The next dish to arrive was ocean trout, which had been pan-seared served with edamame puree and Asian mushrooms tossed in butter soy. Delicious the edamame puree being a delightfully creamy counterpoint (in colour, texture and flavour) to the rest of the dish.  The seared edge of the salmon was slightly crunchy whilst the inside remained a soft medium-rare.  Mmmm.  Tummy starting to fill up now.

Our final savoury dish was the miso-cream scallops, pan seared with baby corn, asparagus, shitake mushrooms & yuzu miso cream.  Heavenly.  Ali made this dish.  What a talented young chef!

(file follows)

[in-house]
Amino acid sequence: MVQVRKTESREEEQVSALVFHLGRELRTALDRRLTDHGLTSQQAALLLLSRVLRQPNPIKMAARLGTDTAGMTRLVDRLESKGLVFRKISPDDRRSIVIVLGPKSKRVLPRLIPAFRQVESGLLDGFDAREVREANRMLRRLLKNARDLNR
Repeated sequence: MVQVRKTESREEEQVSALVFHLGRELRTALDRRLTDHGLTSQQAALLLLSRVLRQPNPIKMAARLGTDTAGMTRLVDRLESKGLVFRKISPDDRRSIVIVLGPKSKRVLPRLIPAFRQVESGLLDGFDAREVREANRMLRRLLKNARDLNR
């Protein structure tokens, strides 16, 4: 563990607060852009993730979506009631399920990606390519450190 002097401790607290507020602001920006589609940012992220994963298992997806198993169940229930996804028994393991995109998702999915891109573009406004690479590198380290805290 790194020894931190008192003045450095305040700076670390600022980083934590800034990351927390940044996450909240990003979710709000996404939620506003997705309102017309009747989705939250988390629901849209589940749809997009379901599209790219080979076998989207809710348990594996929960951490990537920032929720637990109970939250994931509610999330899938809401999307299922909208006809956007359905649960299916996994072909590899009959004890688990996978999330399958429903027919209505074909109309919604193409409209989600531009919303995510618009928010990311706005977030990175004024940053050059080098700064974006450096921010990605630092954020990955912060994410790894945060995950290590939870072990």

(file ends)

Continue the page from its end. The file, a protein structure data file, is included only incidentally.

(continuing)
I'm not sure how I managed to find a secret pocket of my tummy to squeeze in dessert, but like with most things, I managed to do it with some effort.  Luckily the Russian Creme dessert was really light, kind of like eating nothing, but far sweeter and tastier!

I can't recommend Sake more highly.  The food, service & ambience was off the richter.  We've already pencilled-in our favourite sake-drinking friends for a night out in the near future and I can't wait to return to try some other dishes.

Sake Restaurant & Bar
12 Argyle St
The Rocks
Tel: +61 2 9259 5656

Tuesday, April 5, 2011

Recipe - Deconstructed Sushi

Much as I heart Delicious Magazine and its cook book, "Faking It" by Valli Little, I almost collected $200 and passed go when I flicked past its "Sushi Rice Bowl" hiding in the Noodle & Rice section.  However, the photo had me checking out the ingredient list before I had time to yawn. As I read through the list I knew I had to give this a whirl as my next Meatless Monday meal.